The cigar is holding steady at a potent medium/full. I’m in fear that when the cigar goes for broke, all those lost plugs will do the cha cha in my lower intestine. I mean…how do you get those things out once they find a home?

SECOND THIRD:
The blend becomes a stunning example of richness, transitions and finish. I get a slit of root beer now. As well as a Fleet enema cocktail.

Sammy the cat stands nearby holding the defibrillator paddles. He is a patient feline. I just never know when he yells, “Clear!”

Black cherries and dried apricot come out of nowhere. Transitions are as fast as a 13-year-old boy with his first Playboy.

We now have full tilt.

The live version of “Crossroads” by Cream is playing. It was Jack Bruce, in the 60’s, that taught me improvisation on the bass. I can now play the “Can Can” and Chick Corea’s “Spain” at the same time.

This behemoth of strength cauterizes my natural openings. And then my colostomy bag fills instantly with katman juice.

The cigar is a bona fide flavor bomb. Keeping track of the flavors is difficult as they whizz by at the speed of the drum solo in “In-A-Gadda-Da-Vida.
Every band I played with in the 1960’s always used that drum solo to step outside and smoke a J.

Have I ever mentioned that it was Copeland and I that played on the old hit, “Year of the Cat” by Al Stewart? We got conned into playing with him in the studio when we were mixing the 1975 Curved Air Live album at Air Studio. Naturally, we got no credit and no dough. The first time I heard that song was after I returned to the States and wondered why the song sounded so familiar. And when I saw Copeland in Santa Barbara in 1980, the first thing I asked Stewart was if that was us playing? His older brother, Miles, just smiled and walked away.

I’ve just passed the halfway point and I’m happy as a clam. A delicious cigar. I will need 30 minutes to walk off its effects.

The cigar now changes directions and discards the flavor bomb profile. The sum of its parts takes over. The La Bomba has a brain.

What a great cigar. But only stout and hearty smokers need apply. This stick will decimate the golfer set and their Macanudos.

I keep finding myself just staring at the laptop screen. I can’t move. I can’t write. We could have killed Castro with this cigar.

The burn is exemplary. No char line issues at all.

I couldn’t finish the first two sticks I smoked. But today, I’m going for the gold. I will finish this cigar even if it causes brain damage and turns me into a trombone player.

LAST THIRD:
No idea how I got here.
This is the strongest cigar I’ve smoked in years.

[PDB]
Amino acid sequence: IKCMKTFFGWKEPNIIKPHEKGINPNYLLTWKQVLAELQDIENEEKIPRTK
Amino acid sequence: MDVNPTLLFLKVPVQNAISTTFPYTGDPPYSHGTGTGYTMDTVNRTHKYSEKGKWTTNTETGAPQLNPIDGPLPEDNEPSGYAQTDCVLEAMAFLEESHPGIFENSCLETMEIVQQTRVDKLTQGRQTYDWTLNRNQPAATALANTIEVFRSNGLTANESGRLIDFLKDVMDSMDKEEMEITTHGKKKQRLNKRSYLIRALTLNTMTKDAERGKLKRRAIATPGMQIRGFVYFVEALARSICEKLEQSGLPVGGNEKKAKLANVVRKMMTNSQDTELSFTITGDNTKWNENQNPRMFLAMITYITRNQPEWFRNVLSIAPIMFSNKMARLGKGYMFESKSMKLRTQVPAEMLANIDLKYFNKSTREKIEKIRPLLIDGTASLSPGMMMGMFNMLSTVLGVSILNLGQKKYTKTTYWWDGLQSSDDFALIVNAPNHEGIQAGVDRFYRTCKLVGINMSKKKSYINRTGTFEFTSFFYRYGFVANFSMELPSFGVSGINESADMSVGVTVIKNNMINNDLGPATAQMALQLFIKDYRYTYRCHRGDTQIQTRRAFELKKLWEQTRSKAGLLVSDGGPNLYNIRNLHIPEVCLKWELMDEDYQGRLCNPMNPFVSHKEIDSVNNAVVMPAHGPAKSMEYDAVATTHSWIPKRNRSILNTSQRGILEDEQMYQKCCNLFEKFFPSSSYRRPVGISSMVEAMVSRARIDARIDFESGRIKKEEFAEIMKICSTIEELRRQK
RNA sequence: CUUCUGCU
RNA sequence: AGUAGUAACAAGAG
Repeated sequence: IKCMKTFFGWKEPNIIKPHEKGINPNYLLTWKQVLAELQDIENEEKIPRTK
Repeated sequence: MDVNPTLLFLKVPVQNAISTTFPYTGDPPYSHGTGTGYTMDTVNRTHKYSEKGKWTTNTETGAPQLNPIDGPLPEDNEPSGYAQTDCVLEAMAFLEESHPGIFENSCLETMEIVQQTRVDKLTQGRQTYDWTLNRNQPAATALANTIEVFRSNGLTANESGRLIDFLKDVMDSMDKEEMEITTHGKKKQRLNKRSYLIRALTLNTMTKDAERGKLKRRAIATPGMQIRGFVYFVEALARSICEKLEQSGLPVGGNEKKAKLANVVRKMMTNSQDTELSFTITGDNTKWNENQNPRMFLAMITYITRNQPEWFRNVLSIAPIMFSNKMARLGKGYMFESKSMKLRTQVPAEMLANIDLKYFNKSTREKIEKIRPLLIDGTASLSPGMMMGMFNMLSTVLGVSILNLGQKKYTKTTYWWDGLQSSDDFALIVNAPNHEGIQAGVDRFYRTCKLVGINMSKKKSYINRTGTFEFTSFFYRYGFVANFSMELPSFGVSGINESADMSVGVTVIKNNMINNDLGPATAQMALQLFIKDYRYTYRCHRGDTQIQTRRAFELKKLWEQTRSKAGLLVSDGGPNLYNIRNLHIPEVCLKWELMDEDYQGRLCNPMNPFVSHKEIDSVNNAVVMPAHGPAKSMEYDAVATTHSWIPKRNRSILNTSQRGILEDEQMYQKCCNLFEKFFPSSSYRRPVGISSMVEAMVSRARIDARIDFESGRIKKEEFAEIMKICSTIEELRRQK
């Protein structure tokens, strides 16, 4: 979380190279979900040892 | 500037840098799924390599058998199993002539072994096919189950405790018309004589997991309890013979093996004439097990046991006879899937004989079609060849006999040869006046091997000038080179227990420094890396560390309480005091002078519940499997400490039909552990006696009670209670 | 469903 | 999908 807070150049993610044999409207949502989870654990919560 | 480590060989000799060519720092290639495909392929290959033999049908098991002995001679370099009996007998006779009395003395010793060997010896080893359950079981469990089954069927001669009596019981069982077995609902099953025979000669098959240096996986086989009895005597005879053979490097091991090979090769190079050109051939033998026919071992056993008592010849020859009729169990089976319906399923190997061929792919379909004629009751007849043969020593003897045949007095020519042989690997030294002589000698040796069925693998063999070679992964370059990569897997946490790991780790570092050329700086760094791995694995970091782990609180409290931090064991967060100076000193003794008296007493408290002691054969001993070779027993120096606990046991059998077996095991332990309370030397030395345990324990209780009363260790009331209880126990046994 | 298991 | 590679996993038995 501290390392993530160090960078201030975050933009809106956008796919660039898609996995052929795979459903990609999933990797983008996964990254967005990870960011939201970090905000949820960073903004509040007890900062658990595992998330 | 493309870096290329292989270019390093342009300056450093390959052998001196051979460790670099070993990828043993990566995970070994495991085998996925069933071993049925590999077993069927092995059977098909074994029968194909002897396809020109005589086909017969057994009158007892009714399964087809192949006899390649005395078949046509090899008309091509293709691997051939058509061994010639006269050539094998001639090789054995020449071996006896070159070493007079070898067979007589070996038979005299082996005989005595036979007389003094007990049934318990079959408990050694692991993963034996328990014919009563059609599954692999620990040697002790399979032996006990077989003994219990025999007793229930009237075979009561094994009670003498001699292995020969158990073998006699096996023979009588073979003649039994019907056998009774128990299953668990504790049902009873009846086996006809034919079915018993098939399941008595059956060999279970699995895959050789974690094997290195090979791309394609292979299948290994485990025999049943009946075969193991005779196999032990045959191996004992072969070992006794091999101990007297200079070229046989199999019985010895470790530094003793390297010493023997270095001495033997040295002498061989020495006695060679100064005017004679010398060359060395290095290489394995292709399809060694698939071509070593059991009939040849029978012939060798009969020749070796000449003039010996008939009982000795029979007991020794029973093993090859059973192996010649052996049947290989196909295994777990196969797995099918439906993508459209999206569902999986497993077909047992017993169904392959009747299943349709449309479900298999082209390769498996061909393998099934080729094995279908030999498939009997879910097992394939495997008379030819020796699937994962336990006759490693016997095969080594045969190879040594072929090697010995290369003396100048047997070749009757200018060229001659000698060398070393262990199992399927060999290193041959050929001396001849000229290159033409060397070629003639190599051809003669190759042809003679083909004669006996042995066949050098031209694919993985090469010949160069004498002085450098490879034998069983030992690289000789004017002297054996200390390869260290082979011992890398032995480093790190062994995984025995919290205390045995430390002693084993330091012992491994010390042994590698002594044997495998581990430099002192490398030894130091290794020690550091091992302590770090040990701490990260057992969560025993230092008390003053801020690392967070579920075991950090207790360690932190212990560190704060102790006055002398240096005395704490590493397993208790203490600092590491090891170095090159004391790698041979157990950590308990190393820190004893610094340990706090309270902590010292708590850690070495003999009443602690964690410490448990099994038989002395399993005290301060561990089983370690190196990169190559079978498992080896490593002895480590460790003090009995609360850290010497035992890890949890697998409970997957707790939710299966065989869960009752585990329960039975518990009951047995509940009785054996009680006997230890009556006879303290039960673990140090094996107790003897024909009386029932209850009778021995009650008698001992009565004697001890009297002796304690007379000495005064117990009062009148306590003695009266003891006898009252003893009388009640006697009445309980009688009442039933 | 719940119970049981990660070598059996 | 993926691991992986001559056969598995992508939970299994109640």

I need to pee, but I can’t get up from my chair.

Sips of water unleash a cornucopia of flavors. Everything I’ve described is in the mix.

It is difficult to be funny or clever when the brain shuts down. I’m struggling just to stay conscious.
I’m now further into the cigar that I’ve gotten previously. I’m now in the unassailable mode.

Still, a very smooth blend. No sudden lurches. I try to slow down and be more careful of my input. Remember when you were 12 and you got your first BJ with a girl wearing braces…it’s like that.
I still carry those scars.

Rob Jones of Cigar Talk contacted me and talked me into doing 30 minutes on his video podcast. I warned him I have no filter. And that I will need a make up expert along with professional lighting. It will be a Zoom interview. I don’t know if I can keep it clean. It will air sometime in November. I will keep you posted. Pretty sure I will make a complete ass of myself. But since I am at the age that I could drop dead at any time, I’m not overly concerned.

The complex nature of this cigar has been on a true path. Never wavering. Always balanced and smooth. No nipping at or sniffing my genitals.

I don’t recommend smoking this cigar on an empty stomach…like me. What was I thinking?
When I mentioned I find it very difficult to be clever, I’m not bullshitting you. I feel lucky that I can even type at all…let alone be light and entertaining. This cigar puts you into survival mode.

1-1/2” to go. I plan to nub it as masochism runs in my gene pool.
The strength goes nuclear.

I see people I don’t know in that tunnel of light. Most wave me on by.

I know why Espinosa made this a limited edition…Liability and illegal aftereffects.
I’m done now that my personality dissolves into a flaccid no man’s land.
If you can man up and aren’t prone to sudden crying, this is the cigar for you.

RATING: 94

And now for something completely different:

One of my many experiences with drugs and corruption in the music industry.
Long ago and far away…Early 1980’s.

Rick was an ex-con. And he was my friend. He did some serious time in Quentin for boosting cars. But by the time I met him, he had been a free man for 10 years. To be honest, I really don’t know what Rick was in for…I took him at his word and left it alone.

I met him at a friend’s party. We started talking music and hit it off. A very clever and funny guy.